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from the Uriya khanda, a sword. Sir H. Risley remarks of the Khandaits : “ The caste is for the most part, if not entirely, composed of Bhuiyas, whose true affinities have been disguised under a functional name, while their customs, their religion and in some cases even their complexion and features have been modified by long contact with Hindus of relatively pure Aryan descent. The ancient Rājas of Orissa kept up large armies and partitioned the land on strictly military tenures. These armies consisted of various castes and races, the upper ranks being officered by men of good Aryan descent, while the lower ones were recruited from the low castes alike of the hills and the plains. In the social system of Orissa, the Sresta or 'best' Khandaits rank next to the Rājpūts, who have not the intimate connection with the land which has helped to raise the Khandaits to their present position.” The Khandaits are thus like the Marāthas, and the small body of Paiks in the northern Districts, a caste formed from military service; and though recruited for the most part originally from the Dravidian tribes, they have obtained a considerable rise in status owing to their occupation and the opportunity which has been afforded to many of them to become landholders. The best Khandaits now aspire to Rājpūt rank, while the bulk of them have the position of cultivators, from whom Brāhmans will take water, or a much higher one than they are entitled to by descent. In the Central Provinces the Khandaits have no subcastes, and only two gotras or clans, named after the Kachhap or tortoise and the Nāgas or cobra respectively. These divisions appear, however, to be nominal, and do not regulate marriage, as to which the only rule observed is that persons whose descent can be traced from the same parent should not marry each other. Early marriage is usual, and if a girl arrives at adolescence without a husband having been found for her, she goes through the ceremony of wedlock with an arrow. Polygamy is permitted, but a person resorting to it is looked down on and nicknamed Maipkhia or wife-eater. The essential portion of the marriage ceremony is the bandan or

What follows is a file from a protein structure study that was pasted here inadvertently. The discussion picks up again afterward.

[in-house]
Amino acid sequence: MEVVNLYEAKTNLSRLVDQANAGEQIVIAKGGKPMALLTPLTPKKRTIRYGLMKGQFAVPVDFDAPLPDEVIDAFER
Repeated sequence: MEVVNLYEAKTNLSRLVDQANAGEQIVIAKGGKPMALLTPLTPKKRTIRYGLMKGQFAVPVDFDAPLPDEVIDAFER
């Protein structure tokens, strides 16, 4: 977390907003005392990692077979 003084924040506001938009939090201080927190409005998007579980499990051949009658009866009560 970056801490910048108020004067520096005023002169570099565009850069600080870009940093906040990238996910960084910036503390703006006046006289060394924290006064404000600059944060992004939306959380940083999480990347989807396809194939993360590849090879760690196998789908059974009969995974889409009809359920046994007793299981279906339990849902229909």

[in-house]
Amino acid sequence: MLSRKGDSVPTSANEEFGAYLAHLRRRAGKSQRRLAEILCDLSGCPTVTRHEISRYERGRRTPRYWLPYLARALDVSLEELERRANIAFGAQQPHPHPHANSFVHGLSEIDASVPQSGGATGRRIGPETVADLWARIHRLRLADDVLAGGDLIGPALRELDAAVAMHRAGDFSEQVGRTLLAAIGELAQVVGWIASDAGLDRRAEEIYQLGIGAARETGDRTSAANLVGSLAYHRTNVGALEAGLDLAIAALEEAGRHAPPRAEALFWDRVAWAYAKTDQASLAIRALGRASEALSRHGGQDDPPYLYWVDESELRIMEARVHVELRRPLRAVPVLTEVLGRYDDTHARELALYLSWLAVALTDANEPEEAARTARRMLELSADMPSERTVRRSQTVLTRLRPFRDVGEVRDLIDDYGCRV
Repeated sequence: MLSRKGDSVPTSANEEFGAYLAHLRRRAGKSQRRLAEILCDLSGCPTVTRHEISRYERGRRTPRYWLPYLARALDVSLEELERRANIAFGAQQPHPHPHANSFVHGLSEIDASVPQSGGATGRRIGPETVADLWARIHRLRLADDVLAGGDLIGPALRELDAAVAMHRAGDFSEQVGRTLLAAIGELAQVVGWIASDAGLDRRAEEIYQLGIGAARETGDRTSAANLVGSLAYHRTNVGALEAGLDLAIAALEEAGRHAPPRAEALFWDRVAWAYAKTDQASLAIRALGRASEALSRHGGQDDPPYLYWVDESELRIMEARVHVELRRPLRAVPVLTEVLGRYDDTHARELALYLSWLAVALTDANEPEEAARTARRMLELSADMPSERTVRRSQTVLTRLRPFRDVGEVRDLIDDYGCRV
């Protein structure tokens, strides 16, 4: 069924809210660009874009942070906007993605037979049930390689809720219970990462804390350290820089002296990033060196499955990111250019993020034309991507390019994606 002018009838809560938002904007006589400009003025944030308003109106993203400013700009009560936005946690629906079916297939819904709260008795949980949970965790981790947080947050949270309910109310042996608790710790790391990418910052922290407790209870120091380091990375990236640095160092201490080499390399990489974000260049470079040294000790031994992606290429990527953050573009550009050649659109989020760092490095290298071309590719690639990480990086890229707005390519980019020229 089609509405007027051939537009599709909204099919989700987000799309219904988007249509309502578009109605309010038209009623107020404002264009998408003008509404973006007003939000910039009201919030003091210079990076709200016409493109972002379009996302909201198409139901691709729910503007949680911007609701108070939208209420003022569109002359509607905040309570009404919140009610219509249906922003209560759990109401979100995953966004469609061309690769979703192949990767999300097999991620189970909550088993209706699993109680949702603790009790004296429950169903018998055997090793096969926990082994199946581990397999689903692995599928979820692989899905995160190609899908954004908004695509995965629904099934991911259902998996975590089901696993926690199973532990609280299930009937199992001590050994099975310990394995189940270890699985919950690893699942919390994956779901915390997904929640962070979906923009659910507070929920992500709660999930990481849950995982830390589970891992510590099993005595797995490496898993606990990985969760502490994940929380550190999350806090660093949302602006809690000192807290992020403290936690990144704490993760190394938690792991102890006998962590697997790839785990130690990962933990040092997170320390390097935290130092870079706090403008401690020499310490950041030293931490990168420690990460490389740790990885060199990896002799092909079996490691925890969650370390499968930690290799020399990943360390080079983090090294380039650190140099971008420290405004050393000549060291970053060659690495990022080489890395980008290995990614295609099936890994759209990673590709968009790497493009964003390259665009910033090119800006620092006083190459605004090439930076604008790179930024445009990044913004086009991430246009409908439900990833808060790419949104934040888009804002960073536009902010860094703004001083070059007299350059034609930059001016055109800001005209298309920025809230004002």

1 Tribes and Castes of Bengal, art. 2 The following particulars are from Khandait. In 1911, after the transfer a paper by Mr. Kāshināth Bohidār, of Sambalpur, only 18 Khandaits Assistant Settlement Superintendent, remained in the Central Provinces. Sonpur.